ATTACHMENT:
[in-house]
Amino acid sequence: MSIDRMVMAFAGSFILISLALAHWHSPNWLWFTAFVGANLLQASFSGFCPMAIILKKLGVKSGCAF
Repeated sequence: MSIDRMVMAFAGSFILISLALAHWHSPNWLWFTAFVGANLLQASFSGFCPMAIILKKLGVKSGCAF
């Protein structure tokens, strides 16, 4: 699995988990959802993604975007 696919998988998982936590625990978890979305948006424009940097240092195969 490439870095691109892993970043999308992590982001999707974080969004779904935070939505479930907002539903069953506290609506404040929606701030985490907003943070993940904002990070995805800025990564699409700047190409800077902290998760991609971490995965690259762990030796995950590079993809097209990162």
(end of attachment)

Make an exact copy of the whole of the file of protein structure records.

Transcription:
[in-house]
Amino acid sequence: MSIDRMVMAFAGSFILISLALAHWHSPNWLWFTAFVGANLLQASFSGFCPMAIILKKLGVKSGCAF
Repeated sequence: MSIDRMVMAFAGSFILISLALAHWHSPNWLWFTAFVGANLLQASFSGFCPMAIILKKLGVKSGCAF
């Protein structure tokens, strides 16, 4: 699995988990959802993604975007 696919998988998982936590625990978890979305948006424009940097240092195969 490439870095691109892993970043999308992590982001999707974080969004779904935070939505479930907002539903069953506290609506404040929606701030985490907003943070993940904002990070995805800025990564699409700047190409800077902290998760991609971490995965690259762990030796995950590079993809097209990162």